Braverman and Facebook clash over private message plans
Facebook's owner Meta has hit back at a government campaign strongly critical of its plans to encrypt messages.
Protecting messages with end-to-end encryption would mean that they could only be read by sender and recipient.
Home Secretary Suella Braverman said encryption could not come at the cost of children's safety, amid fears it can be used to conceal child abuse.
Meta argues that encryption protects users from invasion of privacy.
"We don't think people want us reading their private messages", the firm said.
"The overwhelming majority of Brits already rely on apps that use encryption to keep them safe from hackers, fraudsters, and criminals", it added.
Ms Braverman set out her concerns to Meta in a letter co-signed by technology experts, law enforcement, survivors, and leading child safety charities in July.
But on Wednesday she said: "Meta has failed to provide assurances that they will keep their platforms safe from sickening abusers. They must develop appropriate safeguards to sit alongside their plans for end-to-end encryption."
This is something Meta disputes. The BBC understands that the tech firm maintains it supplied that information in July. Much of the information it has is now published online.
Meta said that it had spent the last five years developing robust safety measures to prevent, detect and combat abuse while maintaining online security.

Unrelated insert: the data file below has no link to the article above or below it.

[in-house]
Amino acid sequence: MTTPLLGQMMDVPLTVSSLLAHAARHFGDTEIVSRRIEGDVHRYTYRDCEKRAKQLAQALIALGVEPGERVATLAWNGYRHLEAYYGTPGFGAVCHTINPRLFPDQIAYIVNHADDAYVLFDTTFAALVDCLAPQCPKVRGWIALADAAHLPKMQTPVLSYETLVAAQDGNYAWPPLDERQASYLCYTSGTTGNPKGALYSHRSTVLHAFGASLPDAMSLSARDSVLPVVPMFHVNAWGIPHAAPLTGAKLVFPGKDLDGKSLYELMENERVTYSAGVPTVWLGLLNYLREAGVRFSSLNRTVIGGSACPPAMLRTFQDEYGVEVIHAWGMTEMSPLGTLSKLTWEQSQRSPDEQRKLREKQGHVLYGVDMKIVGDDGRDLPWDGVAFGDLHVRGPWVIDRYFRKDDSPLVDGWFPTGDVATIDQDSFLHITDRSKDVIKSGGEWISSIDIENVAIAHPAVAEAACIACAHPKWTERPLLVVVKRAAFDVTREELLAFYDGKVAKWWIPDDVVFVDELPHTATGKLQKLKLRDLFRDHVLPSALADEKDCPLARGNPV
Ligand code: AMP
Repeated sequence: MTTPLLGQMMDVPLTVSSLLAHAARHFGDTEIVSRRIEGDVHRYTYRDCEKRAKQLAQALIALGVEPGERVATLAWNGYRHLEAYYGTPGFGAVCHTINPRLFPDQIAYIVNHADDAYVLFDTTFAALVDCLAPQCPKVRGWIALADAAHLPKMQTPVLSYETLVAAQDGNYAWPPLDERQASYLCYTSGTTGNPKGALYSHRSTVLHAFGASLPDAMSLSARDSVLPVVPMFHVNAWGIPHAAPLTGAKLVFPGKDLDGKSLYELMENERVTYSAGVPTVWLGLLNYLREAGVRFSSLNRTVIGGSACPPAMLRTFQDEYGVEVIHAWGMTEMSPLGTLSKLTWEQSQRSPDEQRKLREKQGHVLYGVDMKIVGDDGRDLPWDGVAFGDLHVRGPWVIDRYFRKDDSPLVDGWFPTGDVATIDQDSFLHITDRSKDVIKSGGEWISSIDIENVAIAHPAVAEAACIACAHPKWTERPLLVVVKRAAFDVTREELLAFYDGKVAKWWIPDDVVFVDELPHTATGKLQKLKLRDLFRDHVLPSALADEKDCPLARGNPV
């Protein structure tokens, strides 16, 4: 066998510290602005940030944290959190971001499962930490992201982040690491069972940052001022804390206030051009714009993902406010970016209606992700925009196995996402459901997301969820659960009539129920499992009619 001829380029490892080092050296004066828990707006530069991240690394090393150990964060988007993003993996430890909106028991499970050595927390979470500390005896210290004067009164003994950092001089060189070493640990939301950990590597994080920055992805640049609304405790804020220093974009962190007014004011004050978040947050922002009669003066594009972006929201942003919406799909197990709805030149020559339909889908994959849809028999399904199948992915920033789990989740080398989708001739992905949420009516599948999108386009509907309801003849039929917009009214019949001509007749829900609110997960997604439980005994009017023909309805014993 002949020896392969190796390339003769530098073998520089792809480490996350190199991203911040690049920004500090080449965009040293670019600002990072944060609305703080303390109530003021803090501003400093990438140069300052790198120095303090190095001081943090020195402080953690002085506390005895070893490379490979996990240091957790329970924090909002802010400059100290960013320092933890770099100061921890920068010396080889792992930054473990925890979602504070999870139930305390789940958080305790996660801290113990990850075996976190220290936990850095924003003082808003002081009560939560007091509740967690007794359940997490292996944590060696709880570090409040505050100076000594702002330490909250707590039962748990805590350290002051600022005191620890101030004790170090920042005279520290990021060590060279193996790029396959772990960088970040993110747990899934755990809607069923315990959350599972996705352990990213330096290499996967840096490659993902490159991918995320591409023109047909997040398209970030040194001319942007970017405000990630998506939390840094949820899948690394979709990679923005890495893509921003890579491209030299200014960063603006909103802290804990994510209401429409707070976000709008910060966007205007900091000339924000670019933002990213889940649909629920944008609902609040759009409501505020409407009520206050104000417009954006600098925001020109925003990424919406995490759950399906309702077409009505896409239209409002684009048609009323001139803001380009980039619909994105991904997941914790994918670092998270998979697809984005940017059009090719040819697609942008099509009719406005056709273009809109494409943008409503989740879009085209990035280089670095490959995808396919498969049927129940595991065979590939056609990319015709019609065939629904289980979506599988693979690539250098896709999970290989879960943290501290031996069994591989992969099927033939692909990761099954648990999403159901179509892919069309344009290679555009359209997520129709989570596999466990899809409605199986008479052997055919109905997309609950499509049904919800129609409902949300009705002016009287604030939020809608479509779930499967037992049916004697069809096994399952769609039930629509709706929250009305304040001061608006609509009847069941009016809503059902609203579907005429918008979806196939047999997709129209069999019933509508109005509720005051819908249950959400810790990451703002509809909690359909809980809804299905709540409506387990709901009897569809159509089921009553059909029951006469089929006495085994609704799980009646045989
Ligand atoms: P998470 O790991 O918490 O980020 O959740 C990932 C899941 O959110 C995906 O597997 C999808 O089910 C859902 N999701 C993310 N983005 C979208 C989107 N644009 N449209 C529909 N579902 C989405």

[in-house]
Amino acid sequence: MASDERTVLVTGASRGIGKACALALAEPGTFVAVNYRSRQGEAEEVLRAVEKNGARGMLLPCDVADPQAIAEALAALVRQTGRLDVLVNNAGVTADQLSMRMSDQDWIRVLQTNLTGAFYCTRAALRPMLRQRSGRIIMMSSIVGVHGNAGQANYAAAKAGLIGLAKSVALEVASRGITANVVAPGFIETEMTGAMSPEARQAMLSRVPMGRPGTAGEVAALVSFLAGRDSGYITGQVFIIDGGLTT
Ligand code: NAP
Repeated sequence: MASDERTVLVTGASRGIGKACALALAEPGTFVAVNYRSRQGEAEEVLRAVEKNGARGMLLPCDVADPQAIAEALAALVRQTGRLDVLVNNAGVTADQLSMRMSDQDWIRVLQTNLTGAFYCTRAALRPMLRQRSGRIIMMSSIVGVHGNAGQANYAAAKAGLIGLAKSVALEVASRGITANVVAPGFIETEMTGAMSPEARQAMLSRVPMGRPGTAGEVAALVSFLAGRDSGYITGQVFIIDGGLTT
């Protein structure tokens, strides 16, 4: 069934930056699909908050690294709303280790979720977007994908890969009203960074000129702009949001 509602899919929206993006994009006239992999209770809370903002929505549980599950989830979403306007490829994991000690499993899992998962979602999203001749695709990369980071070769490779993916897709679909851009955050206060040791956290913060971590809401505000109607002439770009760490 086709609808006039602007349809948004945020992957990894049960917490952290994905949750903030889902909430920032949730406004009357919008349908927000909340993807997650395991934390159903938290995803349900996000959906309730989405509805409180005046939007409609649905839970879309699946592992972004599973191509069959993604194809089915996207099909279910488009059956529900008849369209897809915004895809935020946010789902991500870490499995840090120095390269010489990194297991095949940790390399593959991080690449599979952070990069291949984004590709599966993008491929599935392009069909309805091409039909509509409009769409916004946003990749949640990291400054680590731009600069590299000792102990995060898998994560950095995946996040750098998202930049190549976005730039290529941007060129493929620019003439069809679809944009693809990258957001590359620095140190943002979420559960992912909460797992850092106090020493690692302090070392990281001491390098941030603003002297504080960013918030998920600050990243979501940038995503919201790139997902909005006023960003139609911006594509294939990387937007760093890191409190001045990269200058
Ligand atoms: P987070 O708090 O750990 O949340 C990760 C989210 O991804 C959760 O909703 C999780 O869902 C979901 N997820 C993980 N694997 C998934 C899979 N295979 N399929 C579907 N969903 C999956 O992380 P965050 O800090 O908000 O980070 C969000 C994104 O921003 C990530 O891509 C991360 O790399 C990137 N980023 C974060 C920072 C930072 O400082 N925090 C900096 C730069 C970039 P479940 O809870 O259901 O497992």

"As we roll out end-to-end encryption, we expect to continue providing more reports to law enforcement than our peers due to our industry leading work on keeping people safe", it said.
But the plans mean hundreds of child abusers could escape punishment, according to the home secretary.
The National Crime Agency's (NCA) director of general threats, James Babbage, said if the platform introduces end-to-end encryption it will "massively reduce our collective ability" to protect children.
"We are not asking for new or additional law enforcement access, we simply ask that Meta retains the ability to keep working with us to identify and help prevent abuse,"
At the time he blamed Mark Zuckerberg for the plan - criticizing what he called the "extraordinary moral choice" to expand encryption.
Meta - the American company of which Mr Zuckerberg is chief executive - has announced it will add end-to-end encryption, also known as E2EE, to all Facebook messenger chats, by default, by the end of the year.
The company already owns the encrypted messaging app WhatsApp. Other platforms such as Signal and Apple's iMessage also use encryption. All these platforms have criticized measures in the recently passed Online Safety Bill that might undermine the privacy of encrypted messages.
Meta writes: "When E2EE is the default, we will also use a variety of tools, including artificial intelligence, subject to applicable law, to proactively detect accounts engaged in malicious patterns of behavior instead of scanning private messages".
It also sets measures the firm takes to protect children, such as restricting people over 19 from messaging teens who don't follow them.
As part of its campaign against the move, the Home Office has joined the Internet Watch Foundation (IWF) to provide a guide for parents to "advise them how best to keep their children safe if Meta does implement end-to-end encryption".
It has also supported the production of a film against Meta's plans, which includes testimony from a survivor of child sexual exploitation online.
The IWF says its data shows the prevalence of the most severe forms of online child sexual abuse has more than doubled since 2020.